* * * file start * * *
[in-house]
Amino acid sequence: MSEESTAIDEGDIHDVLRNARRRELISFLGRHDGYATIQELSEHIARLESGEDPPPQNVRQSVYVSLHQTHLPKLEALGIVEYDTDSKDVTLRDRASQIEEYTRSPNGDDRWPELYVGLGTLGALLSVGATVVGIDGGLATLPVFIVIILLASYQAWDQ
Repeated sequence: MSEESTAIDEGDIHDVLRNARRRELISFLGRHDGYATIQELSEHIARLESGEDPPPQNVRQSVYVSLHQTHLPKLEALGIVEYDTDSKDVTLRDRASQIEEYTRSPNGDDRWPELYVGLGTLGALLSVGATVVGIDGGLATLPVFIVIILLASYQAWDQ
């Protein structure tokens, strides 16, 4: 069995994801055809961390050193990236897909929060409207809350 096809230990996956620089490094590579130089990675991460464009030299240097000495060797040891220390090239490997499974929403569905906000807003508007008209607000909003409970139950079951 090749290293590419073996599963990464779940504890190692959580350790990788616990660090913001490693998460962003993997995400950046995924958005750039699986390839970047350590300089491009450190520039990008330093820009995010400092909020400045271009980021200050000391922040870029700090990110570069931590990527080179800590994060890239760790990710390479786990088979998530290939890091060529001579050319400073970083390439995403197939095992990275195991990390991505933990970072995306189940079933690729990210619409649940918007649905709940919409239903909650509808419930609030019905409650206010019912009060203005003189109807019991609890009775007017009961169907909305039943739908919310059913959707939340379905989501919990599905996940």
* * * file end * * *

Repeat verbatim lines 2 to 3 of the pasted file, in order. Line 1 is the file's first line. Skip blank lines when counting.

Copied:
Amino acid sequence: MSEESTAIDEGDIHDVLRNARRRELISFLGRHDGYATIQELSEHIARLESGEDPPPQNVRQSVYVSLHQTHLPKLEALGIVEYDTDSKDVTLRDRASQIEEYTRSPNGDDRWPELYVGLGTLGALLSVGATVVGIDGGLATLPVFIVIILLASYQAWDQ
Repeated sequence: MSEESTAIDEGDIHDVLRNARRRELISFLGRHDGYATIQELSEHIARLESGEDPPPQNVRQSVYVSLHQTHLPKLEALGIVEYDTDSKDVTLRDRASQIEEYTRSPNGDDRWPELYVGLGTLGALLSVGATVVGIDGGLATLPVFIVIILLASYQAWDQ